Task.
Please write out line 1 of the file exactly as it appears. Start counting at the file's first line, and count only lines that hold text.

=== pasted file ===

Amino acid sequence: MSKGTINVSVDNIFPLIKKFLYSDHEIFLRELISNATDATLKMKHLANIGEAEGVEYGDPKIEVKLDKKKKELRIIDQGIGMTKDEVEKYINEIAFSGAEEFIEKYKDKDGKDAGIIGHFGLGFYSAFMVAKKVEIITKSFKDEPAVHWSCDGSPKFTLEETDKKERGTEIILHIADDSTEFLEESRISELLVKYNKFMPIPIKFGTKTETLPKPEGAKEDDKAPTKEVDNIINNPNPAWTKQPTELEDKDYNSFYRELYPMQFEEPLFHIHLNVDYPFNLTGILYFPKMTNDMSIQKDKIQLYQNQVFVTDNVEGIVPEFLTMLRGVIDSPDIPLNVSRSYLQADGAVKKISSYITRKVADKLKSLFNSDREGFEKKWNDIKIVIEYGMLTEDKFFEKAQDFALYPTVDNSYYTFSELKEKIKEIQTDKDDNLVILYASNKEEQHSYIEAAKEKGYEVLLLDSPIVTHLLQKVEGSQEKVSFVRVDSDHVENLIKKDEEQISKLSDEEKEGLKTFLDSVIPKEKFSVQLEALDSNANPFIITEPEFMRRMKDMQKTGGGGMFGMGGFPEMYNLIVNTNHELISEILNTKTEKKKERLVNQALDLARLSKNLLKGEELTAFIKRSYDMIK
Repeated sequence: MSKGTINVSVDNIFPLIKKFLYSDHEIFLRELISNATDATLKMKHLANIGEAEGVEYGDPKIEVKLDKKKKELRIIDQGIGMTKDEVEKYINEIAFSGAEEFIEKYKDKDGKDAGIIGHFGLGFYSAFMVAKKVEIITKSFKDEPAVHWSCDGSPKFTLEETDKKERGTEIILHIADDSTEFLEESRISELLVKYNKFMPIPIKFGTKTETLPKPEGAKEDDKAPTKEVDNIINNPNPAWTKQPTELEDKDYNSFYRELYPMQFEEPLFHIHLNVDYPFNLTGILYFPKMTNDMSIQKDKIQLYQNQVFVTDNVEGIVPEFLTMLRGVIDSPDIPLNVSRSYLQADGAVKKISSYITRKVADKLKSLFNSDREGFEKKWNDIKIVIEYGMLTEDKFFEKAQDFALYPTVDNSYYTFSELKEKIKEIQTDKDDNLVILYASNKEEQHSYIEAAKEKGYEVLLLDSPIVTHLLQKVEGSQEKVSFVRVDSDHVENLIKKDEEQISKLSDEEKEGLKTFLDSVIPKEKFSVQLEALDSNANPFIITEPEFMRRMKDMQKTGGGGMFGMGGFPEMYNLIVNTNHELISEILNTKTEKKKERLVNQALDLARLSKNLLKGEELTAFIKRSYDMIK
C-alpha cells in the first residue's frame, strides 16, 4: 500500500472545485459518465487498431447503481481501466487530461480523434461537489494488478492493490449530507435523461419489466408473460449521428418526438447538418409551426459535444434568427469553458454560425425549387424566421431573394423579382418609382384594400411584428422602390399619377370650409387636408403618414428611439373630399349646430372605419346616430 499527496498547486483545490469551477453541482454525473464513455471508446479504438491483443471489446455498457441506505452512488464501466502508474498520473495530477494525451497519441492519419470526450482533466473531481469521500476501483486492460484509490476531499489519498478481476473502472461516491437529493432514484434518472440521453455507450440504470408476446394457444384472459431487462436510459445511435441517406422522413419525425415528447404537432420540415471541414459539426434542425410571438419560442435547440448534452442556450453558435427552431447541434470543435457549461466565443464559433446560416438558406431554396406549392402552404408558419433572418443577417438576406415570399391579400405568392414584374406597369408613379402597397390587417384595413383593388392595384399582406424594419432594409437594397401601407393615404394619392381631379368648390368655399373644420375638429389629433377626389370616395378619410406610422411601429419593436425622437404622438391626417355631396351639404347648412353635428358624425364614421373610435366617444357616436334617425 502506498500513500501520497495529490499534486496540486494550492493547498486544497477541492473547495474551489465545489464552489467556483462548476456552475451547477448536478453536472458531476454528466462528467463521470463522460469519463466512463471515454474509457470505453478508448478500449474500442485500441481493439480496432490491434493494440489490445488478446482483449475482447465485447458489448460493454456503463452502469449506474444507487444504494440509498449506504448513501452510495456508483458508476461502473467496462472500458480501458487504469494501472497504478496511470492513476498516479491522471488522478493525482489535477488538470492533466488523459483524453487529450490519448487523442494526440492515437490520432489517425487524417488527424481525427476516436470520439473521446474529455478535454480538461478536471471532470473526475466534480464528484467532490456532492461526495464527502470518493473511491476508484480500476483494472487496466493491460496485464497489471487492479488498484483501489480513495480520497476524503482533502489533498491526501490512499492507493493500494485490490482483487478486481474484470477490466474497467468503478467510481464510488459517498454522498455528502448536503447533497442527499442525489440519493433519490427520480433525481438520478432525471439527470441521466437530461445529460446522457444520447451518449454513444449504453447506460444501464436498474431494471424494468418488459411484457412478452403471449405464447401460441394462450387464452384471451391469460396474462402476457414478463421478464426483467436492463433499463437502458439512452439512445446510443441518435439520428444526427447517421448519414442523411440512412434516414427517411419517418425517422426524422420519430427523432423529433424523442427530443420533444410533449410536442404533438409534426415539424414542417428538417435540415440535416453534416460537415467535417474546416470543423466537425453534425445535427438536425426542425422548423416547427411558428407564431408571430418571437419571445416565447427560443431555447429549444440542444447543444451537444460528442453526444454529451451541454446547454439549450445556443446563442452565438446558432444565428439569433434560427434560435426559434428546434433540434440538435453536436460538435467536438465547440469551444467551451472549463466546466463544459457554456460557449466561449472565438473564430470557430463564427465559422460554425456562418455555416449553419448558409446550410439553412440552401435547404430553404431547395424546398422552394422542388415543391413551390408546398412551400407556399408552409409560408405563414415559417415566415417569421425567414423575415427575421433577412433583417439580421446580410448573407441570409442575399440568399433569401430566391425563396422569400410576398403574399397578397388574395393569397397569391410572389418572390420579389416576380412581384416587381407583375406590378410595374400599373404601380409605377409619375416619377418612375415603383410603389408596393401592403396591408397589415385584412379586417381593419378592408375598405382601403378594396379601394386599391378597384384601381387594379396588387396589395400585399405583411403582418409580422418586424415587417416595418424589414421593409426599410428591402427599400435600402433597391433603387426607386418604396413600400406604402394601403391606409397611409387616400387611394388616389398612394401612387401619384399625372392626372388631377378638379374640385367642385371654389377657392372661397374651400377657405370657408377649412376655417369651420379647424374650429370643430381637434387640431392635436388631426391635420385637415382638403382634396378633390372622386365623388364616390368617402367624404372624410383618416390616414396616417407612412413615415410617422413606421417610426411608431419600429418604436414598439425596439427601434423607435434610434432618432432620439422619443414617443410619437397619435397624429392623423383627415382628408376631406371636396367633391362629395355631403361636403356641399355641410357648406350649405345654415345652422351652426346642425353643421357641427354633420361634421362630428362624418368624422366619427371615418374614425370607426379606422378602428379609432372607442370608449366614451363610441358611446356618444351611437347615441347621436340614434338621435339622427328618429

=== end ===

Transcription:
Amino acid sequence: MSKGTINVSVDNIFPLIKKFLYSDHEIFLRELISNATDATLKMKHLANIGEAEGVEYGDPKIEVKLDKKKKELRIIDQGIGMTKDEVEKYINEIAFSGAEEFIEKYKDKDGKDAGIIGHFGLGFYSAFMVAKKVEIITKSFKDEPAVHWSCDGSPKFTLEETDKKERGTEIILHIADDSTEFLEESRISELLVKYNKFMPIPIKFGTKTETLPKPEGAKEDDKAPTKEVDNIINNPNPAWTKQPTELEDKDYNSFYRELYPMQFEEPLFHIHLNVDYPFNLTGILYFPKMTNDMSIQKDKIQLYQNQVFVTDNVEGIVPEFLTMLRGVIDSPDIPLNVSRSYLQADGAVKKISSYITRKVADKLKSLFNSDREGFEKKWNDIKIVIEYGMLTEDKFFEKAQDFALYPTVDNSYYTFSELKEKIKEIQTDKDDNLVILYASNKEEQHSYIEAAKEKGYEVLLLDSPIVTHLLQKVEGSQEKVSFVRVDSDHVENLIKKDEEQISKLSDEEKEGLKTFLDSVIPKEKFSVQLEALDSNANPFIITEPEFMRRMKDMQKTGGGGMFGMGGFPEMYNLIVNTNHELISEILNTKTEKKKERLVNQALDLARLSKNLLKGEELTAFIKRSYDMIK